Intoxication or Defamation or Both? Oklahoma Congressional Candidate Embroiled in Bizarre Incident at Slumber Party

Abby Broyles, a candidate for Congress, is embroiled in a bizarre controversy where she is accused of verbally abusing teenage girls at a slumber party and throwing up in a laundry basket and a girl’s shoe. That is not exactly a “chicken in every pot” type of political pitch. However, I am more interested in the legal than the political aspect of this case. My students and I often use such controversies to discuss the scope or application of torts theories. This one raises a couple of novel elements. Broyles initially called these girls and their parents liars behind a political hit job. She also allegedly threatened to sue a media outlet for running the allegations. The question is whether she could now be sued for defamation.

A journalist and a lawyer, Broyles is a Democratic candidate for the 5th congressional district and is running on slogans of “ensuring all voices are heard” and “holding politicians accountable.”

As bad as this story is, it is worth noting that Broyles is not the first person to allegedly say terrible things while intoxicated. The problem is when you are a public figure who then attacks your accusers in the media, particularly minors.


Broyles is accused of going to a friend’s house on Feb. 11th and drinking wine throughout the night. According to, she began to hurl profane insults at the girls including calling girls an “acne f–ker,” “Hispanic f–ker,” and “judgy f–ker.” She is accused of later vomiting into a laundry basket as well as a girl’s shoe. One girl reportedly left in tears.

That alone could be the basis for a tort action but what happened next is the more interesting tort issue.

The girls tweeted, as teenagers are known to do. Broyles responded by calling them and their parents liars: “I saw the tweets. I have been out of town on a fundraising trip, and they are awful and offensive and false. I mean, I get trolled on Twitter all the time, but I don’t know these women and I don’t know what is behind this, but it’s just not true.”


Broyles said that the girl’s mothers were part of an organized political attack against her and that the allegations were “cooked up.” She also reportedly threatened NonDoc with a defamation action.

Parents like Sarah Matthews cried foul as the allegations flew on social media.

Then Broyles admitted that she was at the party but claimed that she never denied being at the party. She said that her friend handed her a medication which gave her an “adverse reaction” causing her to hallucinate.  That itself is a notable allegation because, if the medication was not prescribed to Broyles, that is a separate legal problem for the friend if this was a controlled medication.

“She asked me to come over.  She asked me to bring some wine. We had wine and sushi and a couple of hours later, we were upstairs in their theater room watching a movie. For years I have struggled with stress and anxiety and insomnia. I took the bar exam on 2 hours of sleep.  I mean, this is how far this goes back for me. And she knows that. And she gave me a medication I had never taken before. And I had an adverse reaction. Instead of helping me sleep, I hallucinated. And I don’t remember anything until I woke up or came to, and I was throwing up in a hamper.”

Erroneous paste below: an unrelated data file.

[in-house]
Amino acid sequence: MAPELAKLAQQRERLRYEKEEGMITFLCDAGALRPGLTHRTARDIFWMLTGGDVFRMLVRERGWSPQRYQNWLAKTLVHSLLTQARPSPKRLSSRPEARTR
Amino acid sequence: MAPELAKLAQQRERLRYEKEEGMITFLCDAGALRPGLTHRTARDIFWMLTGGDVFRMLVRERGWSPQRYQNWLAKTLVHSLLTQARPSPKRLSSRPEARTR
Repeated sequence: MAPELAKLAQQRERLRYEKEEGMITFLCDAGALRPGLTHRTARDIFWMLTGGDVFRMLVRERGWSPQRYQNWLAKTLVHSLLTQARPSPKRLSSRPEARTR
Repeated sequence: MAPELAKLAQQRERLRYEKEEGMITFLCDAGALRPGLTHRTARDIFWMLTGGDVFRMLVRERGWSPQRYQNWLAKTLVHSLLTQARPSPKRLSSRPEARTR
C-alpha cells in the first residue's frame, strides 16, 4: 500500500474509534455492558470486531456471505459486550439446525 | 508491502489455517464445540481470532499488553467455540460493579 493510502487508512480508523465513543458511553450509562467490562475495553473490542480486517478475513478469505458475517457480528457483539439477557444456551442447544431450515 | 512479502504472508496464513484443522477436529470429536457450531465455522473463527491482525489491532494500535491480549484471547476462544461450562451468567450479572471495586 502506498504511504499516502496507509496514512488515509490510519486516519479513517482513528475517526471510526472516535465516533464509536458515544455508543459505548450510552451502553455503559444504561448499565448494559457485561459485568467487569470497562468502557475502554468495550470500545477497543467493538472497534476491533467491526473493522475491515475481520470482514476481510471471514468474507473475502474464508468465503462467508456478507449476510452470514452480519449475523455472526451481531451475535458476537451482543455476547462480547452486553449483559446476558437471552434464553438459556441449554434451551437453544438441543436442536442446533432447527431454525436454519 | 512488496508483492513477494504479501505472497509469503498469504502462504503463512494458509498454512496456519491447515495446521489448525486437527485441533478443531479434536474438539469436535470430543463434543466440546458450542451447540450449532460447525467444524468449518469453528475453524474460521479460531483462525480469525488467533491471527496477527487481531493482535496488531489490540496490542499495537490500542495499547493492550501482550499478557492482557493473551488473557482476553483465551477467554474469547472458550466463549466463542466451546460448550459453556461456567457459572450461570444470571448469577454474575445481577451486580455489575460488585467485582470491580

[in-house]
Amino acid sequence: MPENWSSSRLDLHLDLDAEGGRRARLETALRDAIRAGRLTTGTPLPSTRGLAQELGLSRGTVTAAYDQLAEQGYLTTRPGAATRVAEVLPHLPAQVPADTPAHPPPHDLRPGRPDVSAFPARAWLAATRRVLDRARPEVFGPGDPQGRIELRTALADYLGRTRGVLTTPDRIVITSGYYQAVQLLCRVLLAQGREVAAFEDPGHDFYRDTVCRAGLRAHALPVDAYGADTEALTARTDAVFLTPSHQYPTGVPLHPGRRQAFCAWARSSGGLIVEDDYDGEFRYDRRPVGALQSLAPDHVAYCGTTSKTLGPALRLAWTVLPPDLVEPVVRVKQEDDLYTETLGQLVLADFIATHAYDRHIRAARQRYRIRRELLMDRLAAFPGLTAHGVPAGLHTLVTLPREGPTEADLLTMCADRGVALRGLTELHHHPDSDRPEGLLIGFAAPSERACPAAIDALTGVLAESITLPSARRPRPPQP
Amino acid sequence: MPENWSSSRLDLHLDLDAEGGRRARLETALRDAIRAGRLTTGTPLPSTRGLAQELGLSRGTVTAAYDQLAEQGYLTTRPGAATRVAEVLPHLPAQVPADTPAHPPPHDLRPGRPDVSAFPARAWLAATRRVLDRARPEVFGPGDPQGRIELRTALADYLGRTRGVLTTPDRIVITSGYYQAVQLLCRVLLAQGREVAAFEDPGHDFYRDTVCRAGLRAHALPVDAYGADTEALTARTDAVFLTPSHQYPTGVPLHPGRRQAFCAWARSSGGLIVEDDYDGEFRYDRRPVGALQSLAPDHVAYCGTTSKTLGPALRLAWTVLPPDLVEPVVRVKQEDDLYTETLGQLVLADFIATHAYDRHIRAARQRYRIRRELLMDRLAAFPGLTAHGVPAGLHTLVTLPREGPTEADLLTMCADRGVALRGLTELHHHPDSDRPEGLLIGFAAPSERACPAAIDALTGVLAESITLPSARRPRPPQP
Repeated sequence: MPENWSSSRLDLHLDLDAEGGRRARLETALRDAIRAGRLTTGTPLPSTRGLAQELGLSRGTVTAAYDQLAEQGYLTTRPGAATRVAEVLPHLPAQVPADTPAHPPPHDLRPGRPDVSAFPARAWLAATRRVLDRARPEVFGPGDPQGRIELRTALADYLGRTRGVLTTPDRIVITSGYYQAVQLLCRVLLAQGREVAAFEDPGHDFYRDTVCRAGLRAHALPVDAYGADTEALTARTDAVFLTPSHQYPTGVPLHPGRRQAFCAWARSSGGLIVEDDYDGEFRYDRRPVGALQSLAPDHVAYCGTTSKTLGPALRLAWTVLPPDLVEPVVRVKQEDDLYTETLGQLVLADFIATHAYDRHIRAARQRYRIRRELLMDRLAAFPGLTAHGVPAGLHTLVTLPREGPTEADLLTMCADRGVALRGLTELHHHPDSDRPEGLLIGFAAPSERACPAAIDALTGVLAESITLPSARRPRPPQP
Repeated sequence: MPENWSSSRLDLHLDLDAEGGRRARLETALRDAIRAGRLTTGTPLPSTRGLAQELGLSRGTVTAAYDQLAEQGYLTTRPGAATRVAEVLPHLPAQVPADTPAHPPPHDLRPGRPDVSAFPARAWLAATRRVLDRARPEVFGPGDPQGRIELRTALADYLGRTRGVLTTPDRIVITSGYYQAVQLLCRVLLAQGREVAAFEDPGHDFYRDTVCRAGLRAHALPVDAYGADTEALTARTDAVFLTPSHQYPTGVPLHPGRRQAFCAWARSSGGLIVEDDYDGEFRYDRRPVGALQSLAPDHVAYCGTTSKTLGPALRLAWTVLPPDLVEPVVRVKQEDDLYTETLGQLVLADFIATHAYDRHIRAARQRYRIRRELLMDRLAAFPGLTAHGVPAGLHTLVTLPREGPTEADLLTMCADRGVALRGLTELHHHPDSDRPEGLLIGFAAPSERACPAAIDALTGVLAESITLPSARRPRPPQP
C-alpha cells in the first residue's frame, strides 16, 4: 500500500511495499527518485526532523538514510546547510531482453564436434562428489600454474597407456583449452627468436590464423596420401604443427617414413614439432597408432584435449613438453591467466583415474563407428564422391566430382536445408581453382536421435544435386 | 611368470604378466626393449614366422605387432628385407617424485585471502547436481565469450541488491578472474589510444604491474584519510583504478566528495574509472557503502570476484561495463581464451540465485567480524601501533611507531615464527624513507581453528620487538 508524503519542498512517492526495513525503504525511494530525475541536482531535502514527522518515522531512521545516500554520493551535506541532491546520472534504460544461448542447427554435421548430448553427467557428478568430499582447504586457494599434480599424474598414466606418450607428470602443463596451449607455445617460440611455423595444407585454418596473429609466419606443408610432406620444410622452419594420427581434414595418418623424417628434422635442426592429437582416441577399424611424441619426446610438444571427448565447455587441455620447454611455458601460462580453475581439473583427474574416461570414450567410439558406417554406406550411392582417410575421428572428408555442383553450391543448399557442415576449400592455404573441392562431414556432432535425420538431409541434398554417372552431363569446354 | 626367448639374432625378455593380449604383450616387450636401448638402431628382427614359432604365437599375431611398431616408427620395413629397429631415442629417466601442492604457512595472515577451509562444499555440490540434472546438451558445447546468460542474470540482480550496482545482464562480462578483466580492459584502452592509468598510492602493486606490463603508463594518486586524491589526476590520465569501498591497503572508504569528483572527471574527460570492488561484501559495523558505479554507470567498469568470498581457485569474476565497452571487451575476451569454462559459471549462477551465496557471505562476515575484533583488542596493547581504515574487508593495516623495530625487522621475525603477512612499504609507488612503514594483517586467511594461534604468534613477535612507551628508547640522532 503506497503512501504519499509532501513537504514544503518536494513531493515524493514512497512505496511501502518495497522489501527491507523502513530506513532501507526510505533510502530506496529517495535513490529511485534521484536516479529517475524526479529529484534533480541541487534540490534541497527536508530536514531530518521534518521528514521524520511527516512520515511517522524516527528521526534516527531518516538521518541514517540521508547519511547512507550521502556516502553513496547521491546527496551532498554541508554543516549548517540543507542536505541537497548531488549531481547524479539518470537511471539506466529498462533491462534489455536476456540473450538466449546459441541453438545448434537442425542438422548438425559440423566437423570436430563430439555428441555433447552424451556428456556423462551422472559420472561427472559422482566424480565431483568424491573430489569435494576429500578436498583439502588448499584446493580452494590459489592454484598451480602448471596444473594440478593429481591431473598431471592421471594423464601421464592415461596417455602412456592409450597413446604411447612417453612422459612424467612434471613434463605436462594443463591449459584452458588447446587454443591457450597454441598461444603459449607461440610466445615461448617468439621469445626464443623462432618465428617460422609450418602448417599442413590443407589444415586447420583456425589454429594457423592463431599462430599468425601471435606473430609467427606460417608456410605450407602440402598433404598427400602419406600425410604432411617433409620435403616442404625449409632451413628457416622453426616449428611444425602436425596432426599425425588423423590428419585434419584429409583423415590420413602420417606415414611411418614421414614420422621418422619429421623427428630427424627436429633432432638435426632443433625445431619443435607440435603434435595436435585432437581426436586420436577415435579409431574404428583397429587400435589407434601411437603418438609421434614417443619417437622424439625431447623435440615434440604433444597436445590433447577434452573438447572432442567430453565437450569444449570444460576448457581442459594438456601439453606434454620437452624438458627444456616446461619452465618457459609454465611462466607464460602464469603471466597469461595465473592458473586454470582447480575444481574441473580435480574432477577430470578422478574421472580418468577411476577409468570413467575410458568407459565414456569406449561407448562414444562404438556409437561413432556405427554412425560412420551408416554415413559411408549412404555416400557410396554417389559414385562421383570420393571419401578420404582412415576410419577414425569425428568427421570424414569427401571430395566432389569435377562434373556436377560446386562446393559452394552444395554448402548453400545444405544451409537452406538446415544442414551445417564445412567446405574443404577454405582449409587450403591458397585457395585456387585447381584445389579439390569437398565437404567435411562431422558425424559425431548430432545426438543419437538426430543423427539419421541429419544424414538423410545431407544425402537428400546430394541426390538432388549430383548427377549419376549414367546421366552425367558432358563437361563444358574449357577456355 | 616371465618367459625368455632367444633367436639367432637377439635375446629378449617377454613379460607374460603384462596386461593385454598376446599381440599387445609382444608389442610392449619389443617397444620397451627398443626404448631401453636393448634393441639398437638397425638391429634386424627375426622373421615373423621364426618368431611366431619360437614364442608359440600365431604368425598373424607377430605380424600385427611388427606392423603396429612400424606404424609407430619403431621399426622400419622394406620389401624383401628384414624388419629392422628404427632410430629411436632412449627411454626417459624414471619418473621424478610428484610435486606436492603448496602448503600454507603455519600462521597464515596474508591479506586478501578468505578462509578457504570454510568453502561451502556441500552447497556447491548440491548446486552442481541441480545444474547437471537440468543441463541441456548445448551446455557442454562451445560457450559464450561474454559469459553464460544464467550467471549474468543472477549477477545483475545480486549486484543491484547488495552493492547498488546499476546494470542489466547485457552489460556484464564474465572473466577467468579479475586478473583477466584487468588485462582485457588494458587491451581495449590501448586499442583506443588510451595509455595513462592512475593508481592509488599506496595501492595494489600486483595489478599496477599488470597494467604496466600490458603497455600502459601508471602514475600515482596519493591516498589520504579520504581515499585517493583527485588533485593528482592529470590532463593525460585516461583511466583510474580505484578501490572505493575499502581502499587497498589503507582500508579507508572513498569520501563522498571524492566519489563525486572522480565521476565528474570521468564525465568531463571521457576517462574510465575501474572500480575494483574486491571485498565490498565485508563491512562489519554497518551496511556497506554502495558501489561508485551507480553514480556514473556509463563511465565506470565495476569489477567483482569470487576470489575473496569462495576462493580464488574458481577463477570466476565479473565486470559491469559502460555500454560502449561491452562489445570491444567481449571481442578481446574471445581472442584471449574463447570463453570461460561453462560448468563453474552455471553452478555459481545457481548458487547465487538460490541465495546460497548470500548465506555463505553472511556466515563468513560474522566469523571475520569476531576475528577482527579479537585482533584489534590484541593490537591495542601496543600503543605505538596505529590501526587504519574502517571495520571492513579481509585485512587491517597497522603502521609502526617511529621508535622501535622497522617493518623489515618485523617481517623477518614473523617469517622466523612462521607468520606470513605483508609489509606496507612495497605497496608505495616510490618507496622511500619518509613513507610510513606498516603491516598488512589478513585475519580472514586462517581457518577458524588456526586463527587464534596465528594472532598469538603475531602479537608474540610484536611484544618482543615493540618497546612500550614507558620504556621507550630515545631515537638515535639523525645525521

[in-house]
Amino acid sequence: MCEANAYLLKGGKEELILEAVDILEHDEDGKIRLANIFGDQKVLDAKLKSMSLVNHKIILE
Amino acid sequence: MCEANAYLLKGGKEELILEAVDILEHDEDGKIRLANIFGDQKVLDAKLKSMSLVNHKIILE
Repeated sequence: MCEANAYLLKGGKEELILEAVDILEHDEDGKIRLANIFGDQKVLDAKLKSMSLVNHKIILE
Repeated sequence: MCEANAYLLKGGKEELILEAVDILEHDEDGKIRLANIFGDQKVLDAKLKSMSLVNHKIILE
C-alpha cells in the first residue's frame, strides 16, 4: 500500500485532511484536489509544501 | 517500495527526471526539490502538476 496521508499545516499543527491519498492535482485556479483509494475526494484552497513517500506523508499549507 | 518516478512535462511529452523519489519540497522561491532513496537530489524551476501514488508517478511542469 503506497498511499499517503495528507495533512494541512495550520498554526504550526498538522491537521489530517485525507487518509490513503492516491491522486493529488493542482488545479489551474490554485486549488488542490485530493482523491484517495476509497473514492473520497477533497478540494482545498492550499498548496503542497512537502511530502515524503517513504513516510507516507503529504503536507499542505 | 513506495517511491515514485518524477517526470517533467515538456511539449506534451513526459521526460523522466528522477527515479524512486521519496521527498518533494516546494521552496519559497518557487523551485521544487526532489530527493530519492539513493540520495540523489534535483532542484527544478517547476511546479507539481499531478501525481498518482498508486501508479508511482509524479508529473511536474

Valium is a Schedule IV controlled substance and it is a crime in most states to possess such drugs without a prescription or distribute such drugs without a license.

It is certainly well-known that such mixing of medications and alcohol can produce extreme (and out-of-character) conduct.  I know people who, even without alcohol, have had such bizarre reactions to medications. Broyles was clearly intoxicated and out-of-control. What Broyles described can happen and, in fairness, it should be weighed in judging her conduct.

The issue, however, will be the denials. It is not clear if Broyles is saying that she was still under the influence of the drug/alcohol mix or whether that produced gaps in her memory.

Broyles later apologized to the parent and added “you don’t know me.” She said “I would never ever say anything hurtful. I’ve never, ever would say something hurtful like those things. And that’s why I know I was not in my right mind. I know that that’s what happened because of that combination of things. And I deeply, deeply regret it.”

However, she denied the NonDoc account and said she “never told them that I wasn’t there.”

The Editor-in-Chief of then reportedly played a recording of the conversation to another media outlet. Broyles then said that “That phone call was terrifying and caught me off guard. I remember hearing the accusations and just repeating ‘no, no, no’ and then hanging up. I was happy to be in the TikTok video with the girls which was obvious proof of my attendance.”


There is no question that the post-party comments are defamatory. Broyles accused these parents and girls of lying and being part of a political hit job.